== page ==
As the Weston and Mount Dennis community waits for an application by the developer of the vacated Kodak lands, the city's economic development department is going ahead with an employment study of the area.
"The city has very ambitious employment targets," said economic development officer Ian Brown, at a townhall meeting Monday night organized by Ward 11 (York South-Weston) Councillor Frances Nunziata. "We're looking for good jobs...and we're looking for economic growth."
About 70 community residents and business owners came out to the York Civic Centre to hear if there were any updates on the status of the 52-acre Kodak lands on 3500 Eglinton Ave. W.
When the developer, Metrus Properties, previously suggested the idea of building primarily retail last summer, the idea wasn't well received by the community.
Many again voiced their opposition to any retail development on the land, which would require Metrus to apply for a zoning amendment.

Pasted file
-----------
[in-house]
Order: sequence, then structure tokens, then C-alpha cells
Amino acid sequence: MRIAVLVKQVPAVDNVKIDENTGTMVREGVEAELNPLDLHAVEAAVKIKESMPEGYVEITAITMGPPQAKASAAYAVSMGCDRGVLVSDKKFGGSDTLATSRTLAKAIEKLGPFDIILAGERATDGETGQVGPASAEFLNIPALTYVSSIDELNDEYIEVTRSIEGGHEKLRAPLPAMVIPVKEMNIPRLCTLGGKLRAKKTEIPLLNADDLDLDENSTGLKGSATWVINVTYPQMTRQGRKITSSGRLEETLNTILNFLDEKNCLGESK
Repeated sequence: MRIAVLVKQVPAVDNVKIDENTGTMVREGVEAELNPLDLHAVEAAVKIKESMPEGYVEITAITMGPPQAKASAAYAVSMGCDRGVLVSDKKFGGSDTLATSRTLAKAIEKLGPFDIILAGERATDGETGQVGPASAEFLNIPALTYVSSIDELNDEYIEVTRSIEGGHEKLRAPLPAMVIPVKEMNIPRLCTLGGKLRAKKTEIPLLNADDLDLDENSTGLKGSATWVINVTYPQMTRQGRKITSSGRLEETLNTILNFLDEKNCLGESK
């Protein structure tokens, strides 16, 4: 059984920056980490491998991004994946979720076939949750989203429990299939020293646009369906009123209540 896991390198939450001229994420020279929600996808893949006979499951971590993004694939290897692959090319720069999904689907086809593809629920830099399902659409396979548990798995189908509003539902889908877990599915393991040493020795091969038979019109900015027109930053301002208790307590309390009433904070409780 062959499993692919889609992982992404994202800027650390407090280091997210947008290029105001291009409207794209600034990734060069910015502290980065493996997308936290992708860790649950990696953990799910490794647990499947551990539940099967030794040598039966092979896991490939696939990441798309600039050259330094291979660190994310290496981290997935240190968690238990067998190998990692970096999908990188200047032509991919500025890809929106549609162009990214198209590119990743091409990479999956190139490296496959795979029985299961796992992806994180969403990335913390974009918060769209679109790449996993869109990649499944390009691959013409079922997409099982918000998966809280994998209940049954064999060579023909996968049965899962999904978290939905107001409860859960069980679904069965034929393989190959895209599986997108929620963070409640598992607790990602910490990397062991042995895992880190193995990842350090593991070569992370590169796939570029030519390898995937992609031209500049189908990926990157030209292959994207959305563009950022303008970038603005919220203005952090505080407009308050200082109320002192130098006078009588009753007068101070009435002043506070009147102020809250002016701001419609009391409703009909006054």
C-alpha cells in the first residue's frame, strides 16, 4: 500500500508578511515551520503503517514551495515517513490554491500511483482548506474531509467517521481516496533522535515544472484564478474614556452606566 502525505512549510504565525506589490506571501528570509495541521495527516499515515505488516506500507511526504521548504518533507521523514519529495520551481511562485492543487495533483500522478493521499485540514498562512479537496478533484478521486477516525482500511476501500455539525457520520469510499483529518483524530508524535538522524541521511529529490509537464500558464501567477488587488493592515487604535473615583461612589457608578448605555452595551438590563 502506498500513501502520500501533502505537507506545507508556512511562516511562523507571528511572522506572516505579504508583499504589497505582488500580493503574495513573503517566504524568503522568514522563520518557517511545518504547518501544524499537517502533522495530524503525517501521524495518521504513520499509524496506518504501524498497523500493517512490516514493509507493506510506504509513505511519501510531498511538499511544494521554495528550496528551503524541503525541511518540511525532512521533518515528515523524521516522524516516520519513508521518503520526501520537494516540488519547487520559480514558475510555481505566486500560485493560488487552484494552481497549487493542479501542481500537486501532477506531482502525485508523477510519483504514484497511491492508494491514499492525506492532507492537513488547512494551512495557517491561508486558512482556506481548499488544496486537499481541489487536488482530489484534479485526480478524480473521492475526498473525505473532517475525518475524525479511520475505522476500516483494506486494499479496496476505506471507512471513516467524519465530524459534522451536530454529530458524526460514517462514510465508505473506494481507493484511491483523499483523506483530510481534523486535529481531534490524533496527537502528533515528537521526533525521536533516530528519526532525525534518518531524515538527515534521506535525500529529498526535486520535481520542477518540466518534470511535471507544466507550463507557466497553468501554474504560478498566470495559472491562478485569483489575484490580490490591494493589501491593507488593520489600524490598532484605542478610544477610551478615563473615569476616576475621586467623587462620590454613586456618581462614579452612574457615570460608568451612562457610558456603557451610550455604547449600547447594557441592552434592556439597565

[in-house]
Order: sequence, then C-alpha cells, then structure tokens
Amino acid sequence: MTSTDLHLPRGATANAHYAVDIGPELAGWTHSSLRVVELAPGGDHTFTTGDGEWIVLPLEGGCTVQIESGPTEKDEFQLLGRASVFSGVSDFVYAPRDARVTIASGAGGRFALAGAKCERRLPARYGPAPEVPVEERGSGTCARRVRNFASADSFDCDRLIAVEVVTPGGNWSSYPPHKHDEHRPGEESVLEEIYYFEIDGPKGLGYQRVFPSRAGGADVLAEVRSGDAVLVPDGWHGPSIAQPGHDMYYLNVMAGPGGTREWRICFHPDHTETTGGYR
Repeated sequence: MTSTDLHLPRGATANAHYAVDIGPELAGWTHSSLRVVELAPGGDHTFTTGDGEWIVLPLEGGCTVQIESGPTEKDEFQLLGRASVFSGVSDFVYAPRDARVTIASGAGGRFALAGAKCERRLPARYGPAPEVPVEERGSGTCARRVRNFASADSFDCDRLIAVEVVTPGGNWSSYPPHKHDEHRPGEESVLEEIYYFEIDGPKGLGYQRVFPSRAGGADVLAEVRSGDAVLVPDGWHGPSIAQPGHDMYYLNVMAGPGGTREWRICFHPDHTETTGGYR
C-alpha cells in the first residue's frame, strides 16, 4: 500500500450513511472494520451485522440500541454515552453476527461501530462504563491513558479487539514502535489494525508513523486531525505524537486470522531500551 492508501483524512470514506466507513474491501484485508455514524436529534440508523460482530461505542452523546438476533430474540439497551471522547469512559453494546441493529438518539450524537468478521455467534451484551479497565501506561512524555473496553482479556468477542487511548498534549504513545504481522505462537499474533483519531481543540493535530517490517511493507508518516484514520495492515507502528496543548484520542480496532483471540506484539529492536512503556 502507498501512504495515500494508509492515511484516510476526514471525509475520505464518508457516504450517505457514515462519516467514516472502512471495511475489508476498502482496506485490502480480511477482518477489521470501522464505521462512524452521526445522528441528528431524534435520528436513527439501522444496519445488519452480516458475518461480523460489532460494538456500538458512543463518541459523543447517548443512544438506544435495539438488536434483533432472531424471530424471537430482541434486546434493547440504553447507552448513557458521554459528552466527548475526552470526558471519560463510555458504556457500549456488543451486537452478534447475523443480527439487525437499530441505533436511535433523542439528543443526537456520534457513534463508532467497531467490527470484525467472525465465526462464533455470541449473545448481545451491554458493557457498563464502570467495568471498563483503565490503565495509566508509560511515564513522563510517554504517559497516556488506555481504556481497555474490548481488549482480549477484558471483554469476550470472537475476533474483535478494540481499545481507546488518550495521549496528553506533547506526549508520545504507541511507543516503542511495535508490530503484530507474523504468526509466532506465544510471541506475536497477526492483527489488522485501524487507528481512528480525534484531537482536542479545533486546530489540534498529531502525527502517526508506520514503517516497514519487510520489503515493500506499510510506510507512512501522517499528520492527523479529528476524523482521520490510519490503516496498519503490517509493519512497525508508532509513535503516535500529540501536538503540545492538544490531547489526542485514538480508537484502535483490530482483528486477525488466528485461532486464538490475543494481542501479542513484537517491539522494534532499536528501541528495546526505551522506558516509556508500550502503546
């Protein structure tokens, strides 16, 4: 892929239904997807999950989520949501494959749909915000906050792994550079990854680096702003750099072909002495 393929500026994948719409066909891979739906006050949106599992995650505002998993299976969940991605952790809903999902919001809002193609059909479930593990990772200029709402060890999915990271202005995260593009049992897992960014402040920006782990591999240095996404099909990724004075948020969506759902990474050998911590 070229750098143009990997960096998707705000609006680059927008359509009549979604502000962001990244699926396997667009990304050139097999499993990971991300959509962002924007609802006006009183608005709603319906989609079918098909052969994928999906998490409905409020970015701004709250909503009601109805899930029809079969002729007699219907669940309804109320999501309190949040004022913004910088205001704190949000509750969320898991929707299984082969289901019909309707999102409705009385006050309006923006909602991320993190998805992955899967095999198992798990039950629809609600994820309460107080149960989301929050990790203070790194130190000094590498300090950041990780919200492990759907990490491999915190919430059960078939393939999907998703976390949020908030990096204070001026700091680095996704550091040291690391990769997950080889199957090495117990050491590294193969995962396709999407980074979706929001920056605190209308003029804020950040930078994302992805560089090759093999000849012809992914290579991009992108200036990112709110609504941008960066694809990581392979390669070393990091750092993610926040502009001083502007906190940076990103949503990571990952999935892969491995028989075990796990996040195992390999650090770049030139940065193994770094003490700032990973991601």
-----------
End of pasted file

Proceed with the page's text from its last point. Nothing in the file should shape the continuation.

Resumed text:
Some argued it would not provide good quality jobs to local residents. Others said it would negatively impact existing businesses on Weston Road.
City staff is still waiting for an application from the developer, said Kyle Benham, director of business development and retention in the city's economic development department, adding, "the timing of the application is completely within their control."
In the meantime, the community is being asked for ideas of what they do want to see in the employment study area, which includes the Kodak lands as well as Weston Road from Church Street to just south of Eglinton Avenue.
"Whatever happens at Kodak will have a huge impact on Weston Road," said Nunziata, who is also against the construction of retail stores on the vacant land.
Mount Dennis resident Marabelle McTavish wanted to see more industry and manufacturing type employment in the area with a focus on environmental initiatives.
"We want a green centre for excellence," McTavish said. "I'm certainly looking for something that's going to continue to build and enhance Weston Road."
Kodak Canada was the largest employer in the area before it left the premises, employing about 800 employees in 2005. Total employment within the study area was 3,409 in 2006 - a decrease of 2,816 jobs over the past 11 years.